About the Heroine of The Screaming Season
I really admire Lindsay Cavanaugh, the main character of the Possessions series. A lot of really scary things happen to her—life-altering things—and she’s not sure she can even trust herself:
“Hey, sweetie,” Julie said, squeezing my hand. “Welcome back.”
I want to go home, I thought, wobbling and weepy. If I make a wish and tap my heels three times, all this will have been a dream. Three, two, one…
I opened my eyes. And I saw… “Oh, my God!” Julie shouted, jumping to her feet and leaping away from my hospital bed. Her chair slammed on its side and she tripped over one of the legs, slamming hard against the wall. “Lindsay, stop! Stop, it’s all right!”
Tongues of orange flames whooshed up around the bed. Ebony smoke billowed toward the ceiling, fanning out and rolling across the light blue surface like rushing water.
Searing heat slapped my face.
Dead blackbirds in the snow.
Splatters of blood.
Claw marks in the trees.
Shadows in the forest.
The lake house.
The Ouija board.
The white head.
The fog rising from Searle Lake, where the dead drifted, waiting for one of us to look into the water and see…
That horrible, horrible face, laughing at me, pushing me back against the bed, showing me the ice pick and the rubber mallet and whispering, “Do as I say, and it’ll be all over.” His words were a whisper that echoed around the burning room, ricocheting and bouncing off Julie’s sobbing and my screams. His ssss’s were hisses of steam, and everything I saw morphed into his bloodshot eyes and the gleaming tip of the ice pick. One jab, one thrust.
“Get him away!” I shrieked.
I wailed and shouted. I could hear myself, but I could also hear him, and I heard Julie whimpering. My focus snapped back and I saw her hugging herself as she pushed against the wall with her back, as if she couldn’t get far enough away from me.
“Calm now, Lindsay, calm down now,” Ms. Simonet ordered me. The middle- aged nurse sounded angry, scared, impatient. But of course I wasn’t going to calm down when he was going to shove an ice pick into my eye socket, twitch it back and forth like a cat’s tail, and split my brain apart. What sane person would?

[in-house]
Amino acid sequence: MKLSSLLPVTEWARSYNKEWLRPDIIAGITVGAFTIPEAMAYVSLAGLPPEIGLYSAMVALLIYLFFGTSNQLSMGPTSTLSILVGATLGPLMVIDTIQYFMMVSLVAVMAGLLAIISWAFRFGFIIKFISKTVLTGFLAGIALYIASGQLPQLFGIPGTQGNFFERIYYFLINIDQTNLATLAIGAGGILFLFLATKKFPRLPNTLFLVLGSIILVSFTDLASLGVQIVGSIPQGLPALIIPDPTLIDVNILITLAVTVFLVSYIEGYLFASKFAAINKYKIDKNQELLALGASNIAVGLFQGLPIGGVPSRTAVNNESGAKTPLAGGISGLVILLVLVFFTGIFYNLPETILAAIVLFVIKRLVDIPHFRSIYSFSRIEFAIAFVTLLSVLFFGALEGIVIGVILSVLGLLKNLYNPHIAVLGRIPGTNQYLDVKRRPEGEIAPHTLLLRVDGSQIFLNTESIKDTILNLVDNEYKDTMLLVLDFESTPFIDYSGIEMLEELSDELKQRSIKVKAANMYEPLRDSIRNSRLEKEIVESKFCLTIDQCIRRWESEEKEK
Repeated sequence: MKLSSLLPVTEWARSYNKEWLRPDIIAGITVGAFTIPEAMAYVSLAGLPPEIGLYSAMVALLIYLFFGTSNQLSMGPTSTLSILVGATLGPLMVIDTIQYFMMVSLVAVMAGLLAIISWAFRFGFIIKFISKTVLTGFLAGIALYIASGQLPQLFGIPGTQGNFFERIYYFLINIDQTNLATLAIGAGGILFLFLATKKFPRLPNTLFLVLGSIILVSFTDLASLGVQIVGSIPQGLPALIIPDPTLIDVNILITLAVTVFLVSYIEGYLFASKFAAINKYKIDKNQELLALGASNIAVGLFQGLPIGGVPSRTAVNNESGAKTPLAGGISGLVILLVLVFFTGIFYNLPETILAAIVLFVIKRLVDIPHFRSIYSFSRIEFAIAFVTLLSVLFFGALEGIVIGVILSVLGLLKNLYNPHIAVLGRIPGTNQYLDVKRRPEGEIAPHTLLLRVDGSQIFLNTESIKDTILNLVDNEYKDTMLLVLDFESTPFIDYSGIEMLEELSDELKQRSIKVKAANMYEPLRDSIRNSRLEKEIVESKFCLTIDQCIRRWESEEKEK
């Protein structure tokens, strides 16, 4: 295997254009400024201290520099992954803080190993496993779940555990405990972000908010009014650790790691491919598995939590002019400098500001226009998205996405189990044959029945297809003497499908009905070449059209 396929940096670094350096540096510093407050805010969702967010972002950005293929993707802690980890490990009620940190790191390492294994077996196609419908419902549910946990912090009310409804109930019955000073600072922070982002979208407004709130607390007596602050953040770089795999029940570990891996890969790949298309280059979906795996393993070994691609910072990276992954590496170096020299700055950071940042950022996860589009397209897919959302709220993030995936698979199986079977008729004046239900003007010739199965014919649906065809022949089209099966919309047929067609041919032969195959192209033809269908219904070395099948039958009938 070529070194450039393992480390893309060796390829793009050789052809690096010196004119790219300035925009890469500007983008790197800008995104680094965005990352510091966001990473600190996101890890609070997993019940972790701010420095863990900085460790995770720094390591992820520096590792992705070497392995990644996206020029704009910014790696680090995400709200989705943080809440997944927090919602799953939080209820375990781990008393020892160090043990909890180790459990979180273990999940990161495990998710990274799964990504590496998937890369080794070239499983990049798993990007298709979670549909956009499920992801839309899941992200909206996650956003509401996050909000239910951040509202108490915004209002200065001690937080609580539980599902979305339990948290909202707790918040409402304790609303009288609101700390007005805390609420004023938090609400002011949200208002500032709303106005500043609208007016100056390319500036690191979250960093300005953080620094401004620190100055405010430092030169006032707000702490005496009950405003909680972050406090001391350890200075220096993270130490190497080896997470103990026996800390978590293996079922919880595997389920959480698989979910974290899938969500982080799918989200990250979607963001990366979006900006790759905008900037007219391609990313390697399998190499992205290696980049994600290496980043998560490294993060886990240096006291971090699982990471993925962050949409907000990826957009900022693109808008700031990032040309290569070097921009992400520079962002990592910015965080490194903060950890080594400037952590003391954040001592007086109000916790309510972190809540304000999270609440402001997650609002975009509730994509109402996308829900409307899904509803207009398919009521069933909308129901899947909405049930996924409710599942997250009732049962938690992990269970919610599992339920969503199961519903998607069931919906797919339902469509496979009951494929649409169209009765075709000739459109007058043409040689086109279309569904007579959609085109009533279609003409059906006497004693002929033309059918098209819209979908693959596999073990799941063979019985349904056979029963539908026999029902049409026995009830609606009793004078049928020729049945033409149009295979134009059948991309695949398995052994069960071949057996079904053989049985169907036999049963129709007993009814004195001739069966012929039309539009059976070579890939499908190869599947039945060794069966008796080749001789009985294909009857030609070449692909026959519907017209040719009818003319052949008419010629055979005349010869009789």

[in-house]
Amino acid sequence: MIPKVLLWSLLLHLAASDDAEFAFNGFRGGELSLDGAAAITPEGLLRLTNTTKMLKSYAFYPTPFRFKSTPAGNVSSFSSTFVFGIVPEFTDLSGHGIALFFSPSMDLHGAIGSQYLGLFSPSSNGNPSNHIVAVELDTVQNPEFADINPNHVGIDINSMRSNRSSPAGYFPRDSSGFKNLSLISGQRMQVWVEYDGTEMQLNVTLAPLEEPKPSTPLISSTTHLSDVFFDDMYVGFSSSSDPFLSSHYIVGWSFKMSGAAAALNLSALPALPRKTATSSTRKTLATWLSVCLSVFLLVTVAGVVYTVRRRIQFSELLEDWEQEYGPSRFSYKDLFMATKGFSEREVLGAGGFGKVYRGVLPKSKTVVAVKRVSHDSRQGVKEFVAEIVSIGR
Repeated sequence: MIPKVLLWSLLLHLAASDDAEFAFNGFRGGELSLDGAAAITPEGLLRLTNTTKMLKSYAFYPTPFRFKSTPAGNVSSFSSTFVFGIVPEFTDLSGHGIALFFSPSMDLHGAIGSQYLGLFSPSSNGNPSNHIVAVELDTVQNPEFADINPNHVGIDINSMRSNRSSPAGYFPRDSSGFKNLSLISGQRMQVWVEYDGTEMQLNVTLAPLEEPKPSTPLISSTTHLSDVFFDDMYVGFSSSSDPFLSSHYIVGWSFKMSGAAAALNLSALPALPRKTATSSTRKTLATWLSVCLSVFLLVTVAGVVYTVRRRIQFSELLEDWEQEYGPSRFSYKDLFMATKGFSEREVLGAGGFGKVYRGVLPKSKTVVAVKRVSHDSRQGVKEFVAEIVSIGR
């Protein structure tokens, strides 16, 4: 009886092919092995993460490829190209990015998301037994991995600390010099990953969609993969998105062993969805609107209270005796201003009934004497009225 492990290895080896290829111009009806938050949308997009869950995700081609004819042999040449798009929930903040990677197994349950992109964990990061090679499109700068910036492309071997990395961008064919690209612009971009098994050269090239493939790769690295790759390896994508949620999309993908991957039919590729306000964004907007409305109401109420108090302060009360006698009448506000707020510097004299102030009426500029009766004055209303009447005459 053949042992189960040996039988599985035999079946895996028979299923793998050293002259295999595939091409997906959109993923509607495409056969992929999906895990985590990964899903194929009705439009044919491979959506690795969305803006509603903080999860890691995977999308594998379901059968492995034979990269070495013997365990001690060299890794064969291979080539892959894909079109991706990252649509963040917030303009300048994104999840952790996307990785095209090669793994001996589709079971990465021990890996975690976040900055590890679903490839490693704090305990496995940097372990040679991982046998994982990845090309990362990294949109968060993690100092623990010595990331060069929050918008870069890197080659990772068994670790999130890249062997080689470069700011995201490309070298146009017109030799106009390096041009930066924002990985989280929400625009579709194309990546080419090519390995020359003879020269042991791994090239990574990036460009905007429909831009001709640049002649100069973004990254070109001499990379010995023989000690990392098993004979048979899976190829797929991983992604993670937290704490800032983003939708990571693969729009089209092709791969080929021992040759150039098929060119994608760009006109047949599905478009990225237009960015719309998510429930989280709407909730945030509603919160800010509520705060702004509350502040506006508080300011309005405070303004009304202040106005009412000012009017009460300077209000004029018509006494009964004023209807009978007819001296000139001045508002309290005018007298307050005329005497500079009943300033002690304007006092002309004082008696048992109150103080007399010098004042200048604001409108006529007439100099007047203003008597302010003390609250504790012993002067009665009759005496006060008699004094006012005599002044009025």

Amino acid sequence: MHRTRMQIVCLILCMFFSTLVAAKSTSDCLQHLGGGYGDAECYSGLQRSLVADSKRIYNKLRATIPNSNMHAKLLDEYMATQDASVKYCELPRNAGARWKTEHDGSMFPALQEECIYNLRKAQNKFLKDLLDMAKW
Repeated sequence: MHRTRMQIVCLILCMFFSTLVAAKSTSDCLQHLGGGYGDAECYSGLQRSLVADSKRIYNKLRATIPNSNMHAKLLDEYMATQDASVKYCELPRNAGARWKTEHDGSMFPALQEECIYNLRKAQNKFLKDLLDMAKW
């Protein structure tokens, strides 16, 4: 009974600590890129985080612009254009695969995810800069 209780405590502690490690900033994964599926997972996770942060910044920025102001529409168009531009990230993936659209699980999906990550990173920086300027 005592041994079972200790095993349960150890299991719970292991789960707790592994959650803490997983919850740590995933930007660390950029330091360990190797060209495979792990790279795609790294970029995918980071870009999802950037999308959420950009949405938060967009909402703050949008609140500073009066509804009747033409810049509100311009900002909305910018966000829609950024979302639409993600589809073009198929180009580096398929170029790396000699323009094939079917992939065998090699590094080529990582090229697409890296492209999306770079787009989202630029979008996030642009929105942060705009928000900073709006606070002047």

He’s not there, he’s not, I told myself—but he was. Just because they couldn’t see him didn’t mean that he existed only in my imagination.
I knew better.
At Marlwood, the enraged dead possessed the living and made them do horrible, unspeakable things. Made them torment, and torture, and kill. Spirits, ghosts, whatever
you wanted to call them, could hurt you. He was really there, in the blazing infirmary; he wanted to shut me up. I knew the terrible secrets of Marlwood. I knew that dead girls roamed the halls and spied on us, and sent bothersome, nosy girls to drown in Lake Searle, or pushed them over the edge into insanity so no one would believe them, no one would—
“He’s here!” I shrieked, trying to push the nurse away. And that was when I realized they had tied me down. There were leather cuffs lined with felt around my wrists, attached to my bed.
They think I’m crazy.
They know I’m crazy.
“Lindsay, I’m here too,” said the ghost of Celia Reaves, the dead girl who had possessed me on my first day at Marlwood.
But Lindsay doesn’t give up. She discovers that despite all the dangers from without and within, there is a core person, a Lindsay, who can save not only herself, but people she cares about. She finds herself, trusts herself, and most importantly, loves herself, warts and all…and she wins. And I really love her for that!